Figure 6: The two main edge types; a typical straight edge in a section of a real image, with brightness indicated by the numerical text as well as the shading of the pixels. The USANs for three points of interest are shown as the white regions of a small (3 by 3) mask. Points (a) and (b) are standard edge points, lying definitely on one side of the edge or the other. Point (c) lies on a band of brightness half way between the brightnesses of the two regions generating the edge. It therefore has a differently shaped USAN, and a centre of gravity coinciding with the nucleus.

It can be seen that points (a) and (b) have USAN shapes which would be expected for an ideal step edge. In this case (which shall be known as the `` inter-pixel edge case'') the vector between the centre of gravity of the USAN and the nucleus of the mask is perpendicular to the local edge direction. The centre of gravity is found thus;

This simple rule allows the edge direction to be found for this type of edge point.

The point shown in case (c) lies on a thin band which has a brightness roughly half way between the brightnesses of the two regions which generate the edge. This occurs when the real edge projects very close to the centre of a pixel rather than in between pixels (or when the edge is not a sharp step edge in the first place) and when the edge contrast is high. In this case, (which shall be known as the `` intra-pixel edge case'') the USAN formed is a thin line in the direction of the edge, as can be seen in Figure 6. The edge direction is thus calculated by finding the longest axis of symmetry. This is estimated by taking the sums


(No normalization of the sums is necessary with the second moment calculations.) The ratio of to is used to determine the orientation of the edge; the sign of is used to determine whether a diagonal edge has positive or negative gradient. Thus in the case of edge points like (c) the edge direction is again found in a simple manner.

The remaining question is how to automatically determine which case fits any image point. Firstly, if the USAN area (in pixels) is smaller than the mask diameter (in pixels) then the intra-pixel edge case is assumed. Figure 6 shows clearly the logic behind this. If the USAN area is larger than this threshold, then the centre of gravity of the USAN is found, and used to calculate the edge direction according to the inter-pixel edge case. If however, the centre of gravity is found to lie less than one pixel away from the nucleus then it is likely that the intra-pixel edge case more accurately describes the situation. (This can arise for example if the intermediate brightness band is more than one pixel wide, when larger mask sizes are used.)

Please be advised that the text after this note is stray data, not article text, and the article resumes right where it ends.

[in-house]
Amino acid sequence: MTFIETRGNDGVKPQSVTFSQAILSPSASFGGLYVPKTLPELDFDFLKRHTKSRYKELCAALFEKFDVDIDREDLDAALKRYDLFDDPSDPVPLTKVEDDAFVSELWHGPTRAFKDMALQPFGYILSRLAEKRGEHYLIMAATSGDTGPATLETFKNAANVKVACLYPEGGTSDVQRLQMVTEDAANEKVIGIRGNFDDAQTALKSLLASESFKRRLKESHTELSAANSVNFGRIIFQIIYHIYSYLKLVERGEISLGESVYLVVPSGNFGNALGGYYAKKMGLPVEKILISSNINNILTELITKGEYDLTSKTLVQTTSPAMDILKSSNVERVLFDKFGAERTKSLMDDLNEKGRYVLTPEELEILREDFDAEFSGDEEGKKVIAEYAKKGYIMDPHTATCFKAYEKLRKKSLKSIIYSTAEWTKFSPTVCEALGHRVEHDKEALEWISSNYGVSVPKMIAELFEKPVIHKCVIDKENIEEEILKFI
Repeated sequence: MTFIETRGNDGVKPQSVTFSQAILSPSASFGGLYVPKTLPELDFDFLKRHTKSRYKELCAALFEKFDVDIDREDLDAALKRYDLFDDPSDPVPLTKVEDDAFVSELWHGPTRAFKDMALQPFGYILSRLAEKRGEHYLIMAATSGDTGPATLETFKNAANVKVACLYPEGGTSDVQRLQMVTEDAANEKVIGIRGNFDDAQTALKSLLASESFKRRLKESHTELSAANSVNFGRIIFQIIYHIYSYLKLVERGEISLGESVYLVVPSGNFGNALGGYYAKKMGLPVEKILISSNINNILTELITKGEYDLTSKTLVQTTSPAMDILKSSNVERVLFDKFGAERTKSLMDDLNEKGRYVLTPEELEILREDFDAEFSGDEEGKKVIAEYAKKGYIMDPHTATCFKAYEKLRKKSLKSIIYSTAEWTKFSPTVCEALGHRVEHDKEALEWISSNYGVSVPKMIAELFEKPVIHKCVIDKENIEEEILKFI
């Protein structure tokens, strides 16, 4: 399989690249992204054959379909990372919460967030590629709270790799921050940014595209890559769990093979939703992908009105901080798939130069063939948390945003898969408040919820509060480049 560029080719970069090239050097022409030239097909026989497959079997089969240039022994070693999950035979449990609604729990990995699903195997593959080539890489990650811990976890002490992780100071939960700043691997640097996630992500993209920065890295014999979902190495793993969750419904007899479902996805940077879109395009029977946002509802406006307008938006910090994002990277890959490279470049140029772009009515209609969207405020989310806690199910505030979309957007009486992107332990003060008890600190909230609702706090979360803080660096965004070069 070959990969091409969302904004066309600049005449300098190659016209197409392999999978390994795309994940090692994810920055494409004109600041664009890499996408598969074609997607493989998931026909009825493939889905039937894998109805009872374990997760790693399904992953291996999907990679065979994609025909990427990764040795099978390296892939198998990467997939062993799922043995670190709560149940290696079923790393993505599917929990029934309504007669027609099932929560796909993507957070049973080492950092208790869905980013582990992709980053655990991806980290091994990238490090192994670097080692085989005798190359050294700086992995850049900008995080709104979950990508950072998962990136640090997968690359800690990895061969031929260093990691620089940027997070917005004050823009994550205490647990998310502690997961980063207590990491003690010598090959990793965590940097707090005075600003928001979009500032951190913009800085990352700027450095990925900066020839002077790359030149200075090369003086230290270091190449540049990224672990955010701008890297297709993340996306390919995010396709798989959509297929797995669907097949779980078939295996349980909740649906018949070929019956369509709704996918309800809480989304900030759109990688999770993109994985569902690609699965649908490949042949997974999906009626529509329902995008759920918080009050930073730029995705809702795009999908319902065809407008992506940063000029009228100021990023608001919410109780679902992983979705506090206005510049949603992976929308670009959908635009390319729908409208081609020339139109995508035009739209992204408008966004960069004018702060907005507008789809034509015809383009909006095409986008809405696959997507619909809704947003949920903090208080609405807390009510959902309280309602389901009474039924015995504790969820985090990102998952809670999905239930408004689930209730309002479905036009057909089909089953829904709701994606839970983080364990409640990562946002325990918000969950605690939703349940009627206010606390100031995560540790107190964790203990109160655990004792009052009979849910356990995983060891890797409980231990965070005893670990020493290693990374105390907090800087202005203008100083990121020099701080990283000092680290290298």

The edge direction can be found to varying accuracy using this method, depending on the intended application. If the final output desired is simply a binarized edge image it may be enough to simply categorize an edge element as being ``vertical'' or ``horizontal''.

An interesting point about the SUSAN edge detector is shown by the USAN areas in Figure 6. It can be simply seen that as an edge becomes blurred, the area of the USAN at the centre of the edge will decrease. Thus we have the interesting phenomenon that the response to an edge will increase as the edge is smoothed or blurred. This is most unusual for an edge detector, and is not an undesirable effect.

Finally, therefore, the edge response image is suppressed so that non-maxima (in the direction perpendicular to the edge) are prevented from being reported as edge points. Following this, the ``strength thinned'' image can be ``binary thinned''. This means that standard thinning processes can be used to ensure that the edges obey required rules about number-of-neighbour connectivity, so that remaining noise points can be removed, and so that edge points incorrectly removed by the non-maximum suppression can be replaced. A set of rules for binary thinning has been implemented (still making use of the strengths in the non-suppressed edge response image) which work well to give a good final binarized edge image. These rules are described in [63].

If the position of an edge is required to accuracy greater than that given by using whole pixels (the accuracy which would be achieved by using the theory presented so far), it may be calculated in the following way. For each edge point, the edge direction is found and the edge is thinned in a direction perpendicular to this. The remaining edge points then have a 3 point quadratic curve fit (perpendicular to the edge) to the initial edge response, and the turning point of this fit (which should be less than half a pixel's distance from the centre of the thinned edge point) is taken as the exact position of the edge.

With respect to the scale-space behaviour of the SUSAN edge detector, scale-space graphs showing edge localization against mask size (e.g., plotting a single horizontal line from the edge image against mask size, in the manner of Witkin [75]) give vertical lines. (Most edge detectors do not give scale-invariant edge positions, thus producing curves in scale-space graphs.) This is obviously a desirable feature, as it means that accuracy does not depend on mask size. This is to be expected; the minimum USAN area when approaching an edge occurs on top of the edge regardless of the mask size.

In summary then, the algorithm performs the following steps at each image pixel:

  1. Place a circular mask around the pixel in question (the nucleus).
  2. Using Equation 4 calculate the number of pixels within the circular mask which have similar brightness to the nucleus. (These pixels define the USAN.)
  3. Using Equation 3 subtract the USAN size from the geometric threshold to produce an edge strength image.
  4. Use moment calculations applied to the USAN to find the edge direction.
  5. Apply non-maximum suppression, thinning and sub-pixel estimation, if required.